Social media’s “tipping point”, the moment when it transformed from a niche conversation platform to a place where brands could reliably and consistently connect with audiences, is difficult to trace.
But it’s fair to say that 2009, dubbed the “Year of the Social Network” by PC World, seems as good a time as any.
So, in the spirit of the #10yearchallenge – a social media trend encouraging users to share photos comparing themselves 10 years ago to now – we offer you a look at how the world of social media has changed in the last decade.
These are the trends brands should be considering as they update their social media marketing strategies to reach audiences in 2019.
Vertical video is queen
Video on social media didn’t really exist in 2009.
People could post rough video but it didn’t have anywhere near the sophistication or reach as it does today. Most moving images were shared through a link to another platform, such as YouTube. Instead the majority of posts were text- or link-based.
Over the years that’s completely transformed. First, users received the ability to natively upload images to social media platforms such as Twitter and Facebook. Then native video started to become an option until it eventually started to be a favoured post in Facebook’s algorithm.
In 2019, it’s not just video that’s popular – it’s vertical video.
At one time many considered the vertical video format to look amateurish, the sign of a social media user who didn’t know enough to tilt their phone sideways.
Now it’s the preferred method for posting video on social media such as Instagram Stories, Facebook and Snapchat all are built for vertical video.
As a result, brands have started to embrace the format as a means of reaching audiences where they spend a good portion of their days: On their mobile phones. Vertical video is geared to mimick the vertical orientation of mobile devices, making it easier to reach users while they are on their phones.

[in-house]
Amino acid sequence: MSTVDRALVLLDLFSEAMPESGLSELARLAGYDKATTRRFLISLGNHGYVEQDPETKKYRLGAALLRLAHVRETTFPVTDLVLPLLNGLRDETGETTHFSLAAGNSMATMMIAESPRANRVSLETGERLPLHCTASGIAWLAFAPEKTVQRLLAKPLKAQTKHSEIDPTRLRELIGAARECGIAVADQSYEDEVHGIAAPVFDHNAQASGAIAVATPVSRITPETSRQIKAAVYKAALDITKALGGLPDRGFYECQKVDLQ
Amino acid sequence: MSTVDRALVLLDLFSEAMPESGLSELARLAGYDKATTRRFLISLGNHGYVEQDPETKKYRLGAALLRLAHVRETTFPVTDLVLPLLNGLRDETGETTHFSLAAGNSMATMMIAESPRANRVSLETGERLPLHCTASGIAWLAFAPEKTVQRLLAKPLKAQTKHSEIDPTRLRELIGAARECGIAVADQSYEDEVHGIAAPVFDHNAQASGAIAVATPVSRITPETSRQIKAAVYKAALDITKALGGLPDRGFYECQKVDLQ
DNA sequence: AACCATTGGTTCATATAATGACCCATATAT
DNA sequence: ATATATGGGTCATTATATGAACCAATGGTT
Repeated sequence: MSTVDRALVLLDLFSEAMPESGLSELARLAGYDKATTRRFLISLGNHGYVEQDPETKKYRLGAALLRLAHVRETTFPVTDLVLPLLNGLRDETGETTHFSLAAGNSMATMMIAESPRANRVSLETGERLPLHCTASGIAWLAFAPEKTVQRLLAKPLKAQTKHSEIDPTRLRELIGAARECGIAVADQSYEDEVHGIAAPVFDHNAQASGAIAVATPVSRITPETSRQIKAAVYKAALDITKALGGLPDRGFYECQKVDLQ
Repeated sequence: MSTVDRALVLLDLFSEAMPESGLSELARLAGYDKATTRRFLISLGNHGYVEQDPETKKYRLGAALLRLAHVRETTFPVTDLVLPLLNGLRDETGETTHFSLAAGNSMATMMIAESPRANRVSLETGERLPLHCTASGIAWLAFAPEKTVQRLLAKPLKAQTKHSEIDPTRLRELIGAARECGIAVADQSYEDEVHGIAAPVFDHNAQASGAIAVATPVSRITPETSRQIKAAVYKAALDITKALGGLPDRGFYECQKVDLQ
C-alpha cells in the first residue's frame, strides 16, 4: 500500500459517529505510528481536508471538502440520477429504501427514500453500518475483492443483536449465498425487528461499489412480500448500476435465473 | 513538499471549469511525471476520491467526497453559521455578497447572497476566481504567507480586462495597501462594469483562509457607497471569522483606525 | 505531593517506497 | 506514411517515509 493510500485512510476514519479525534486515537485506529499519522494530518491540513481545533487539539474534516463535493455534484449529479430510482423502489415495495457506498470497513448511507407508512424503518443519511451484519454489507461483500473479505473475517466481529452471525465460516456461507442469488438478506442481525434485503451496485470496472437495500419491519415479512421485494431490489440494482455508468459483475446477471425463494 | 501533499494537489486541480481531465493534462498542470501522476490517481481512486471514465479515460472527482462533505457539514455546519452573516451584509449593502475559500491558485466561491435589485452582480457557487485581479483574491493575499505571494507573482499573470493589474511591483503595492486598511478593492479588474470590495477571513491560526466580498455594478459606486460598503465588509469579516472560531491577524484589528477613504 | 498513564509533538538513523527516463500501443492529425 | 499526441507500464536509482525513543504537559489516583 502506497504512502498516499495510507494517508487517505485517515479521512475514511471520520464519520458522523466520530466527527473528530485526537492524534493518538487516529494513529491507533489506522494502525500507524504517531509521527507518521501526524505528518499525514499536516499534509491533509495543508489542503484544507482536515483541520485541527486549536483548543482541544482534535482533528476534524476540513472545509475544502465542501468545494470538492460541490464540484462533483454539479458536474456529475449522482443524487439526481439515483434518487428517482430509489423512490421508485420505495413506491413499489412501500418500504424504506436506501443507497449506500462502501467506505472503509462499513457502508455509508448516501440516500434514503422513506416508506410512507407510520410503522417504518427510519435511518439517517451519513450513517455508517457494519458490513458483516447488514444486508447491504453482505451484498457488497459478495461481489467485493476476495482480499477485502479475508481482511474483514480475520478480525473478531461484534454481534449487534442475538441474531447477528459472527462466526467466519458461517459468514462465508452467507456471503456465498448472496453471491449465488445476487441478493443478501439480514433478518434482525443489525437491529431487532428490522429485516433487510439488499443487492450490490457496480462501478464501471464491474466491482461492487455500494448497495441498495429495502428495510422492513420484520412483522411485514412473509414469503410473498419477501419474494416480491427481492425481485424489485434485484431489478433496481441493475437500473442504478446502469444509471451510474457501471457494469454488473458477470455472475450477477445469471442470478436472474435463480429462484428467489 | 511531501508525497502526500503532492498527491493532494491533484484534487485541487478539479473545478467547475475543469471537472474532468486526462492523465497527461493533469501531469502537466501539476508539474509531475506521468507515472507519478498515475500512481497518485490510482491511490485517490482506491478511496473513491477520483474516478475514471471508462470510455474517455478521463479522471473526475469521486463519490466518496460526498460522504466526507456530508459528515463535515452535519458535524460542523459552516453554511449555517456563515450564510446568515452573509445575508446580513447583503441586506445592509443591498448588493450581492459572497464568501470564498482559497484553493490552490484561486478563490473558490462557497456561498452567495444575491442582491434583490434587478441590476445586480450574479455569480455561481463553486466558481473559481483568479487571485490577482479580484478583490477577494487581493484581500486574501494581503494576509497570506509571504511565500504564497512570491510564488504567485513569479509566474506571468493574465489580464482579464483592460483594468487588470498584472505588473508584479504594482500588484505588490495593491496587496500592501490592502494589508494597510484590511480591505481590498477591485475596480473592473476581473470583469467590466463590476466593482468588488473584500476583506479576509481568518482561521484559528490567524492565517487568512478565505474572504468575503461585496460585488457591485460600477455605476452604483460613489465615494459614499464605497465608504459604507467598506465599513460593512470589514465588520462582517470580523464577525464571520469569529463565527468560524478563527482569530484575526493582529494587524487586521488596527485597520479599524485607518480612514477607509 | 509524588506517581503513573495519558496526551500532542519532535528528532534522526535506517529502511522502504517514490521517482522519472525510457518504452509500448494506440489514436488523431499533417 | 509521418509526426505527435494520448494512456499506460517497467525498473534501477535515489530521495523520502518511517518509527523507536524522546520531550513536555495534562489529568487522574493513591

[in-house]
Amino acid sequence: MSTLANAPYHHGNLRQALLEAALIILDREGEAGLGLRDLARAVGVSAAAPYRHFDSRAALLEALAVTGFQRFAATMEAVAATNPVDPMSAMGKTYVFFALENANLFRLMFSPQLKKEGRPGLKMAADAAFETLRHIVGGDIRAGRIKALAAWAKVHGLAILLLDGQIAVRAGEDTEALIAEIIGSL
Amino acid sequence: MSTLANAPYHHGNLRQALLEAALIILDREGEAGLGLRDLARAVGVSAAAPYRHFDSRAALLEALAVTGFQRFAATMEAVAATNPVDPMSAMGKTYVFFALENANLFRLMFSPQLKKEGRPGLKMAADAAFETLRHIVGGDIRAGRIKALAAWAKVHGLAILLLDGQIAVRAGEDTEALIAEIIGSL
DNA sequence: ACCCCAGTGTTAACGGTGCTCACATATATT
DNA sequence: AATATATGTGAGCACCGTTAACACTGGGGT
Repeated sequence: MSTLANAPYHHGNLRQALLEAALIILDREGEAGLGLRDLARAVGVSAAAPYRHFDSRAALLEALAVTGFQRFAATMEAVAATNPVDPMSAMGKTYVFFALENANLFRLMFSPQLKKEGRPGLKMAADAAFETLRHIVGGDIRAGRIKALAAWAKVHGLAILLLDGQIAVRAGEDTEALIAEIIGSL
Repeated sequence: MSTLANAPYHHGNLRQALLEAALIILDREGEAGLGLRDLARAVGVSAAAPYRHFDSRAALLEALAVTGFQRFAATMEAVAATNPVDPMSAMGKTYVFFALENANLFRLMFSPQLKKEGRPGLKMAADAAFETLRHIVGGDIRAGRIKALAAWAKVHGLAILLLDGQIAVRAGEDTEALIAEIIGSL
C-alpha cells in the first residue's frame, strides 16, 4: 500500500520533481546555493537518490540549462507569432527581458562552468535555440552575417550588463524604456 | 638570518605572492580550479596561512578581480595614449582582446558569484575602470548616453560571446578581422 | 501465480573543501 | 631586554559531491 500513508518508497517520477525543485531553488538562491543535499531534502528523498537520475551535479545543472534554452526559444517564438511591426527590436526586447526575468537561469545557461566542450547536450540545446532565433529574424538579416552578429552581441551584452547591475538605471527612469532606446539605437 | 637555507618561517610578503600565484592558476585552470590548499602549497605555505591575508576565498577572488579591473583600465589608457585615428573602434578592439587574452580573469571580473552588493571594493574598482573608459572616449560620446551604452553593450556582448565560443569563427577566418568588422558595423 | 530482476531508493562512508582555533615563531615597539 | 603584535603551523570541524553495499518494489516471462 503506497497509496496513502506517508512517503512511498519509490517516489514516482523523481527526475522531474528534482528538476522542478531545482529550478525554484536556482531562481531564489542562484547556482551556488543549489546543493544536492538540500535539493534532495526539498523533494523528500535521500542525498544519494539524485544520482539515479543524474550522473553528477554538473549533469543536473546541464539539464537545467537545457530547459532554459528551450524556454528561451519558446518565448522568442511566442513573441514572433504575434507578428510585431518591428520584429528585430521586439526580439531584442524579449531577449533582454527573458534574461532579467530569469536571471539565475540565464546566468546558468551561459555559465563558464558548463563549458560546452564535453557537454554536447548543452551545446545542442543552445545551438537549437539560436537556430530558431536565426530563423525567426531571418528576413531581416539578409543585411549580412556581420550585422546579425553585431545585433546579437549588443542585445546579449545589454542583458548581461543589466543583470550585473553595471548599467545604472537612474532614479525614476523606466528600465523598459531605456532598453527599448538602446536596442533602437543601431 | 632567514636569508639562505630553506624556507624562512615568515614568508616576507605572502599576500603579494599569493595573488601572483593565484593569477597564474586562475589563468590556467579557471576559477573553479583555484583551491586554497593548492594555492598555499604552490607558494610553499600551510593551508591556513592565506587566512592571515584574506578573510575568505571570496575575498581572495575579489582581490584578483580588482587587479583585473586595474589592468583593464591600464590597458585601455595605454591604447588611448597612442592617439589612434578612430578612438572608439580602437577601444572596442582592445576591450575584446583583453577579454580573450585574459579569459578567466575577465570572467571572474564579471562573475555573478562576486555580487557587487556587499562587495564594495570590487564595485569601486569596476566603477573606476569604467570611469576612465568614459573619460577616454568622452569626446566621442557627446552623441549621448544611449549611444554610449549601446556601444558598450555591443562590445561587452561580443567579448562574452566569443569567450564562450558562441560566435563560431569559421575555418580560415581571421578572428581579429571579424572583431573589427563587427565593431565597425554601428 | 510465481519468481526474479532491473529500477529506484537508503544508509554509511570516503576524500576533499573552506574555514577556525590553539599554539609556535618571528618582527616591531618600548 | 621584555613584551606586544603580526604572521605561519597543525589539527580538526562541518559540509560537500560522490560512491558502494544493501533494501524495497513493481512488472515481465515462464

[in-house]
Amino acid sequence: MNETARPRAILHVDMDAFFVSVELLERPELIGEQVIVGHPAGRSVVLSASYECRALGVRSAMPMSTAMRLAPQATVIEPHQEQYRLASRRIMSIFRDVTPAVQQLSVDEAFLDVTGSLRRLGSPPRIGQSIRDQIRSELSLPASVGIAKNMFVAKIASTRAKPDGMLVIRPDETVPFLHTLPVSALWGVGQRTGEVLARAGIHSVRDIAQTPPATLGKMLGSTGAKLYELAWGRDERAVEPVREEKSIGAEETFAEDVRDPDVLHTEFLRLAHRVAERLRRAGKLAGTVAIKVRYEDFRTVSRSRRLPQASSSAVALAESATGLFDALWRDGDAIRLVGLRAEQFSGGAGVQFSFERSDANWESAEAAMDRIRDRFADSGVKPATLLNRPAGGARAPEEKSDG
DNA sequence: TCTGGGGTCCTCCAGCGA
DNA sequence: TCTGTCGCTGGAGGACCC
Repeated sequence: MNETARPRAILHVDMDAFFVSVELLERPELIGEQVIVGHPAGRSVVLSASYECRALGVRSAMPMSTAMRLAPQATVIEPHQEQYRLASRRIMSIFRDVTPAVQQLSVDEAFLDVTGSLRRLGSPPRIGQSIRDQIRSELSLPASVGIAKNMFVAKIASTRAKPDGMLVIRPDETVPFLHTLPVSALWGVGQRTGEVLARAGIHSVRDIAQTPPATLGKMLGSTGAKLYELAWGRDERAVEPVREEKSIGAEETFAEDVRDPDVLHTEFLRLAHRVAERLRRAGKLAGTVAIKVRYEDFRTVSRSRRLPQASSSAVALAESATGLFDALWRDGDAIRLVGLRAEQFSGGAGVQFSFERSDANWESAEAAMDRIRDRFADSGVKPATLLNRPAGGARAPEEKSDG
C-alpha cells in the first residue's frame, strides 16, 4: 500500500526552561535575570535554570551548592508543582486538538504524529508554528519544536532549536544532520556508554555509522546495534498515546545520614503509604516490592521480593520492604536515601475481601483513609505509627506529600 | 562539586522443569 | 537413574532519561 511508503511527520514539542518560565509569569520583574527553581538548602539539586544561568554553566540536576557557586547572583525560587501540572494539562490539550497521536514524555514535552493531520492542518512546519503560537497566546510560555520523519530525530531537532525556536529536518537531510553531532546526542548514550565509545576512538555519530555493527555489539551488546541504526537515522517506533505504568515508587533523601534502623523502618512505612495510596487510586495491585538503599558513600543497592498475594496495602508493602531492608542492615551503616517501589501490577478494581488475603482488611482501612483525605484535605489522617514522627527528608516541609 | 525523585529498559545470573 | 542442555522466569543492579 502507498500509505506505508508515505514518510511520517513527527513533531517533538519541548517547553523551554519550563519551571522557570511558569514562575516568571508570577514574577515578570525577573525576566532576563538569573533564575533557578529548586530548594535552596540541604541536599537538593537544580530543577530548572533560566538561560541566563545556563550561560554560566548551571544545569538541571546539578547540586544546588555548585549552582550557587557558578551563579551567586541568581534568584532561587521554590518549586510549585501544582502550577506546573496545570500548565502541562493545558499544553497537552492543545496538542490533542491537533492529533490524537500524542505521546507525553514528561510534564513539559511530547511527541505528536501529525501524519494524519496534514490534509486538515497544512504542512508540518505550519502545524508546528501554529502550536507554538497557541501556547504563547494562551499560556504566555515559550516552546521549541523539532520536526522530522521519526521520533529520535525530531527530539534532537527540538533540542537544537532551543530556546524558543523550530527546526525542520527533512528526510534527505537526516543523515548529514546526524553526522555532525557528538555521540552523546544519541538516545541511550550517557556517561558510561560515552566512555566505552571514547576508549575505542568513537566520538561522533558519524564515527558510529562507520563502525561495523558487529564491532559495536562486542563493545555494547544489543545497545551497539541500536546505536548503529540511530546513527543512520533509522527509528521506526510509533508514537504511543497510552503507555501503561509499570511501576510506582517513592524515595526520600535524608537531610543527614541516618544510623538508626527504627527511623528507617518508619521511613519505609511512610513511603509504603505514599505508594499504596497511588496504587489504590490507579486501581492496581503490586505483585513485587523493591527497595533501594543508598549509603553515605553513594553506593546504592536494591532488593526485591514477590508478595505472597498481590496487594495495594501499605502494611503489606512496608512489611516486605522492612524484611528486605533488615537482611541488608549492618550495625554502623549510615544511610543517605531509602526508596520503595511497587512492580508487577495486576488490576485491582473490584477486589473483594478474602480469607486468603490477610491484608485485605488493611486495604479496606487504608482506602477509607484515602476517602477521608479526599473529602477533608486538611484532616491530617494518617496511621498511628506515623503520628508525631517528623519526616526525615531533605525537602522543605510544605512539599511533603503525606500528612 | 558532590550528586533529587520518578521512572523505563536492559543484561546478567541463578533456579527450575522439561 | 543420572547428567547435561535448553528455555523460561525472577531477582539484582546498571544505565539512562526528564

Brands aren’t just shooting amateur video on their phones, either. Now even highly-produced video is migrating to the vertical format.
ESPN, for example, started offering a short-form, vertical video version of its show Sportscenter on Snapchat.
In 2009, brand-to-individual messaging didn’t really take place. Users would message a brand and maybe, if they had the resources to respond, hear back from a real person.
Fast forward to 2019: One-to-one messaging between brands and their audiences is commonplace on social media.
Now social media messaging platforms can be automated so that simple questions – what a company’s refund policy is, when a store is open, how they can get in touch with a sales person – can be answered without the need for a person on the brand’s end to intervene.
Take Facebook. It now allows brands to create chatbots through its “Messenger” platform.
As a result, there are now more than 100,000 bots in use on Facebook Messenger.
Social media content from 2009 lived on forever.
Even today you can go back in time and see exactly what a person was eating, watching or doing on any given night – a fact that has caused problems for everyone from professional athletes to contestants on the Bachelorette.